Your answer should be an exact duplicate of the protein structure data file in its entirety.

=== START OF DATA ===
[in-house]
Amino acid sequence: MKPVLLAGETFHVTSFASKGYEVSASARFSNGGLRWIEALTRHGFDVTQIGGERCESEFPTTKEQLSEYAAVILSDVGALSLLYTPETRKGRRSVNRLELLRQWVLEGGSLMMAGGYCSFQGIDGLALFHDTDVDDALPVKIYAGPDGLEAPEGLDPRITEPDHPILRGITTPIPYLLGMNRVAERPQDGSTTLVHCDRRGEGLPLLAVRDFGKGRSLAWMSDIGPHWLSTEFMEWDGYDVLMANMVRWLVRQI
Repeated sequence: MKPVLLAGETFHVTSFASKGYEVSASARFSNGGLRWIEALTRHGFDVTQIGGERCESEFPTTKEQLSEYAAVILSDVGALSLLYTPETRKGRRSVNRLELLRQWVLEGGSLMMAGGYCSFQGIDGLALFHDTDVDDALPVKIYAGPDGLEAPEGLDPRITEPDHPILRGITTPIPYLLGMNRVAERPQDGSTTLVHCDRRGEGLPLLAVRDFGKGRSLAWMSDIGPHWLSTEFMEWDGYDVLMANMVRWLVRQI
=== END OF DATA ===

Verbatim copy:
[in-house]
Amino acid sequence: MKPVLLAGETFHVTSFASKGYEVSASARFSNGGLRWIEALTRHGFDVTQIGGERCESEFPTTKEQLSEYAAVILSDVGALSLLYTPETRKGRRSVNRLELLRQWVLEGGSLMMAGGYCSFQGIDGLALFHDTDVDDALPVKIYAGPDGLEAPEGLDPRITEPDHPILRGITTPIPYLLGMNRVAERPQDGSTTLVHCDRRGEGLPLLAVRDFGKGRSLAWMSDIGPHWLSTEFMEWDGYDVLMANMVRWLVRQI
Repeated sequence: MKPVLLAGETFHVTSFASKGYEVSASARFSNGGLRWIEALTRHGFDVTQIGGERCESEFPTTKEQLSEYAAVILSDVGALSLLYTPETRKGRRSVNRLELLRQWVLEGGSLMMAGGYCSFQGIDGLALFHDTDVDDALPVKIYAGPDGLEAPEGLDPRITEPDHPILRGITTPIPYLLGMNRVAERPQDGSTTLVHCDRRGEGLPLLAVRDFGKGRSLAWMSDIGPHWLSTEFMEWDGYDVLMANMVRWLVRQI